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Ink

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The folks who whip up paranoia about voter fraud -- mainly among minority groups -- are just execrable. But many people have been duped. They actually think there's a problem. And so politically it's important to convince these folks, at least the ones who are duped in good faith -- though being duped and being duped because you actually want to be duped is often a rather slippery distinction.

So I put this forward as half a modest proposal and half a serious proposal. When we set up democracies overseas, you see those folks proudly showing off their ink stained fingers. It's not exactly the same as voter ID. It doesn't clarify who you are. But it's sort of the same difference. It prevents multiple voting and it makes it clear you did vote. By any real standard multiple voting is what voter ID is aimed at preventing. If I vote in someone else's name in New Jersey and I'm an adult, presumably I am entitled to vote somewhere. So there's not a lot of point in voting fraudulently in Place A if I thereby can't vote in legitimate Place B. If it was so important to me to vote in New Jersey I could live there.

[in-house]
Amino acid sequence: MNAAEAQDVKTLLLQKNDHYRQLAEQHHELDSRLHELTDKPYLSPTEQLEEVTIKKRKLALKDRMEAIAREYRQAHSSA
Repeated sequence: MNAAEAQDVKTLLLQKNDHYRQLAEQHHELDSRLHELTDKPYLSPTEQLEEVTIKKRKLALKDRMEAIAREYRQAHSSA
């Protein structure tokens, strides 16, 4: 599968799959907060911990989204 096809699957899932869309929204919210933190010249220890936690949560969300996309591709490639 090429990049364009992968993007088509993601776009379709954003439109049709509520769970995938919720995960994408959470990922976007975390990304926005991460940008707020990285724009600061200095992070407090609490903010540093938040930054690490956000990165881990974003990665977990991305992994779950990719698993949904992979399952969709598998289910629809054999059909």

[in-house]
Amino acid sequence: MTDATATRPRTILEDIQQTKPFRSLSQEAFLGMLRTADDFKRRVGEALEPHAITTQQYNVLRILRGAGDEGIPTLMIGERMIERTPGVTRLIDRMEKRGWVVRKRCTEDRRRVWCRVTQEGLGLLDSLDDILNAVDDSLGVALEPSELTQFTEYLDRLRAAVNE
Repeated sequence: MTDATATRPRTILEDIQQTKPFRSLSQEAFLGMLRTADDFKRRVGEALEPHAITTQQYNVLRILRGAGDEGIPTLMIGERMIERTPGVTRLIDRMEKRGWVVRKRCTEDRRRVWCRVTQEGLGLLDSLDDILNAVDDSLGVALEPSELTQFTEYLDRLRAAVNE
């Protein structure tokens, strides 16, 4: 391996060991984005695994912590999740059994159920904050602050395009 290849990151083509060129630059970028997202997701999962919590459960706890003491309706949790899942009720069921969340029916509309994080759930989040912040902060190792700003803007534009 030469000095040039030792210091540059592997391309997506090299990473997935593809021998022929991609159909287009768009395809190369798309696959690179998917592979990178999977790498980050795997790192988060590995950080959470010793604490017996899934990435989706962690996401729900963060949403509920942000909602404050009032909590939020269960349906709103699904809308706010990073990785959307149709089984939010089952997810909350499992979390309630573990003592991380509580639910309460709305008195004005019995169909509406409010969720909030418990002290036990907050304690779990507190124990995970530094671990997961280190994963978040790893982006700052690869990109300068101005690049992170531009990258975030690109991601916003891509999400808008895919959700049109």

Now this wouldn't necessarily deal with felons voting or non-citizens voting. But they can have IDs just as easy as anyone else. So voter ID doesn't prevent either of those alleged problems either.

At the end of the day, the only conceivable thing you're trying to prevent with Voter ID is voter impersonation fraud and voter impersonation fraud only makes sense if you're going to try to double vote. And the ink and finger routine is basically 100% obstacle to doing that.

I'd be happy to dip my finger. And it wouldn't disenfranchise anyone. There's really no problem to be solved on the voter fraud front. But if people insist that this 'problem' needs to be solved even though there's no evidence of the problem, then this should be the solution.